Everytime Captain Swashby leaves an UNfriendly message in the sand, the sea changes it to something friendly by the time the little girl sees it!

For example, NO TRESPASSING becomes SING. And sing she does!!!

Will Captain Swashby have new friends...and possibly a found family...by the end of the book?

My thoughts: I really LOVED, LOVED, LOVED this one. I loved the inter-generational friendship. I loved how the 'sea' was always ready to help out--to make this friendship a reality. Overall it was delightful and sweet. Now, Captain Swashby himself wasn't sugary-sweet at any point! But I loved him--grouches and all.


 

© 2021 Becky Laney of Young Readers

99. My Very Favorite Book in the Whole Wide World


My Very Favorite Book in the Whole Wide World. Malcolm Mitchell. Illustrated by Michael Robertson. 2020. [December] 32 pages. [Source: Library]

First sentence: Hi! I'm Henley. And this is a story about finding my very favorite book in the whole wide world.

Premise/plot: Reading doesn't come easily or naturally to Henley. He'd be hard-pressed to answer the question "What is your favorite book?" So when that exact question is asked for a homework assignment, he struggles. He visits the library, the bookstore, talks to his parents. But he's got a trick up his sleeve...maybe his favorite book in the whole wide world doesn't exist yet...because he hasn't written it yet.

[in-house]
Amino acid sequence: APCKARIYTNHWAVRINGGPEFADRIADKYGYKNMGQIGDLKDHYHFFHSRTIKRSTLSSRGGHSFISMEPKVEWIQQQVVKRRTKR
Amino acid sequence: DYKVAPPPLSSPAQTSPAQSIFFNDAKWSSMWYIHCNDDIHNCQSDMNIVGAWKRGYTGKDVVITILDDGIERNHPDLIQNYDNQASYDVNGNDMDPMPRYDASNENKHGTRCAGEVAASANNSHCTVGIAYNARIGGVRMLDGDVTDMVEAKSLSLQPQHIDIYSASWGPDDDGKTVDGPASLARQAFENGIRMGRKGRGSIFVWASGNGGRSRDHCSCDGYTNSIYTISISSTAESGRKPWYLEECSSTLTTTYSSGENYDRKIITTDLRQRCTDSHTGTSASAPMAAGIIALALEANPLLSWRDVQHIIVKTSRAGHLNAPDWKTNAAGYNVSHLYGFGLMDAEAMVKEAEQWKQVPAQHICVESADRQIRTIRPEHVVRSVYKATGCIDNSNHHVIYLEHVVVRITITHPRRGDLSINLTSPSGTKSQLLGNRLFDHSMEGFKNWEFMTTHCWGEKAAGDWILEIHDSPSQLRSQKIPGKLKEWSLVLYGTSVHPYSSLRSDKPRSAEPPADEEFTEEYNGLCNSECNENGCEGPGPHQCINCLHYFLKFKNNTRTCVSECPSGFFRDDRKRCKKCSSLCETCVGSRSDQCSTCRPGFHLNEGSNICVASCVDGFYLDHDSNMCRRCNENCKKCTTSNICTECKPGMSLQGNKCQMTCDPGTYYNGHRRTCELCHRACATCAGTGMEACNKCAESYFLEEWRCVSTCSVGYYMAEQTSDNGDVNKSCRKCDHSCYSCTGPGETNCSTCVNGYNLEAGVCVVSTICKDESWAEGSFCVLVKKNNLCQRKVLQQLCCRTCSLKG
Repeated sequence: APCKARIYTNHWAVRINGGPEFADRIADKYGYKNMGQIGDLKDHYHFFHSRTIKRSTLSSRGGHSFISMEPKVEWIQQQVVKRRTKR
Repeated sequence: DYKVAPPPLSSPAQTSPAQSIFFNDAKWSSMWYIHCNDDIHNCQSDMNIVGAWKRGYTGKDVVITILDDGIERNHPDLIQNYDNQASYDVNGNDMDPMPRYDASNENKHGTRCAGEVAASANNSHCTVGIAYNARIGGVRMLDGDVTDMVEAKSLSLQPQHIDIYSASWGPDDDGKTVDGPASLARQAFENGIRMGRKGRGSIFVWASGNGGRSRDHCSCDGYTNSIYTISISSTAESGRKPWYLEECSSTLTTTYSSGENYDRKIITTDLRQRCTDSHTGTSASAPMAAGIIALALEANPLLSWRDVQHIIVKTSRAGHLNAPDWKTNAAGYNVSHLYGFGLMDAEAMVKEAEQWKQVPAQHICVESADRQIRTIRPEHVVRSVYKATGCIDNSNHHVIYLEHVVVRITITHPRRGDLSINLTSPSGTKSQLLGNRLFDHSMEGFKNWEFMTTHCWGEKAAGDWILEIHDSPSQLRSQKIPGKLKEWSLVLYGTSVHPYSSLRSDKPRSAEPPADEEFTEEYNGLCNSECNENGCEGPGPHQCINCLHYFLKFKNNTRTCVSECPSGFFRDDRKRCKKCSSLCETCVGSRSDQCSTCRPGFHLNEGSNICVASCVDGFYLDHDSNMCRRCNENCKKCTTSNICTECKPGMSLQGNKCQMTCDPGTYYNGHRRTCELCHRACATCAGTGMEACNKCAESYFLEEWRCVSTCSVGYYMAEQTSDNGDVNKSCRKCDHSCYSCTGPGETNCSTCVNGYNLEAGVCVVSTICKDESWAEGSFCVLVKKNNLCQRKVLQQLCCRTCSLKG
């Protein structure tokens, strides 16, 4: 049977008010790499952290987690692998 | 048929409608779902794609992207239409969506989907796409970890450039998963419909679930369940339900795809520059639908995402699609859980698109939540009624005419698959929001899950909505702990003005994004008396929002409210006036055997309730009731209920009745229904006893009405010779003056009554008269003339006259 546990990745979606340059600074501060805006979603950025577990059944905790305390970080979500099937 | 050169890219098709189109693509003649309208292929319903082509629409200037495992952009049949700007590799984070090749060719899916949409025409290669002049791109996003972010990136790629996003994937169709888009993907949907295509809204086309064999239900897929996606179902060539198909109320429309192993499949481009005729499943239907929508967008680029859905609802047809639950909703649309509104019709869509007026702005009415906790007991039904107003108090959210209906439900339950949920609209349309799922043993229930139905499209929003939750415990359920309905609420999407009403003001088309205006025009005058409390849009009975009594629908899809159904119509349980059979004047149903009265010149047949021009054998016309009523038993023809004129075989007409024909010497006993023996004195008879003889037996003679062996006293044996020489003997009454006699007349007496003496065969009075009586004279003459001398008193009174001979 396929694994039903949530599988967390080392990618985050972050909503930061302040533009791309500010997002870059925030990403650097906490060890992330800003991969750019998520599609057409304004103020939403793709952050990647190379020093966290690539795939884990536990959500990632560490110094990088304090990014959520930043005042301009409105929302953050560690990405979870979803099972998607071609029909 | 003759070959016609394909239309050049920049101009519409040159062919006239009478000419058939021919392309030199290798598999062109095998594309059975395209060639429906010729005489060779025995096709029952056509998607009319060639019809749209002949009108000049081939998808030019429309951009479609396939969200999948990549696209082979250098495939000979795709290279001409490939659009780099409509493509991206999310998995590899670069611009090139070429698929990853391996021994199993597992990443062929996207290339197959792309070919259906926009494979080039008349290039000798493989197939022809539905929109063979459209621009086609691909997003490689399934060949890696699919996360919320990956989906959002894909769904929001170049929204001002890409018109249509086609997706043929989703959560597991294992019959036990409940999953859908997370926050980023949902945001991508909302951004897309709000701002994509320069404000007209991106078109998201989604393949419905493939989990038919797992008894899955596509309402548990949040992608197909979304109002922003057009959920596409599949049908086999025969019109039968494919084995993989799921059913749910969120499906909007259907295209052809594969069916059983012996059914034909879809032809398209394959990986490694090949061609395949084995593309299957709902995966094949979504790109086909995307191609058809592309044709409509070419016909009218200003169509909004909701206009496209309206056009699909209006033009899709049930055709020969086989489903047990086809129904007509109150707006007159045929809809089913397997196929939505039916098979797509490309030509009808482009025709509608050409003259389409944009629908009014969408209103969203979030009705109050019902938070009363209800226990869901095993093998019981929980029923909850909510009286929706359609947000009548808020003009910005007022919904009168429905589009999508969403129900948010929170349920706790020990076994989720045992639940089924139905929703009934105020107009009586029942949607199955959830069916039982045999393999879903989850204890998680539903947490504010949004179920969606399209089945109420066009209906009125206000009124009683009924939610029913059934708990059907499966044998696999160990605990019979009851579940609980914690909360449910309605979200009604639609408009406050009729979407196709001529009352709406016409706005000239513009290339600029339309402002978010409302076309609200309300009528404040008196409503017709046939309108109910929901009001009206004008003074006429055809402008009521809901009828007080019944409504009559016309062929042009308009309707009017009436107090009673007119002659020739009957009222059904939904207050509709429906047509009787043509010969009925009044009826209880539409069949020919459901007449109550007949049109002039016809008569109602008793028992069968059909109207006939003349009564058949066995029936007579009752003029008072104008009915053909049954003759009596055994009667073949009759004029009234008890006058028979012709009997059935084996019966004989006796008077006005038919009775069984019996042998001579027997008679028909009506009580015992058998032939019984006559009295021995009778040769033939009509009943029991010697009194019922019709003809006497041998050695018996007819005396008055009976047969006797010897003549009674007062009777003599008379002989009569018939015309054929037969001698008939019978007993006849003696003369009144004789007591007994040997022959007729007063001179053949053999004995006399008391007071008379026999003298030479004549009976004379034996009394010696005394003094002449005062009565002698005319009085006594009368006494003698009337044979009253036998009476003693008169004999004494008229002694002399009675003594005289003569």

My thoughts: I liked this one. I didn't love it. I do like that Henley found his voice and authored his own story. There's something cute and adorable about that. 

Yet at the same time, I wanted him to have an actual actual favorite book. You don't have to read yourself to have a favorite book. You don't. Plenty of kids have a stack of favorite books that they've only heard read aloud, that they've only "read" by looking at the pictures. His not having a favorite book makes me sad. Sad that he didn't have a favorite book at home already in his room, by his bed, a book part of his routine.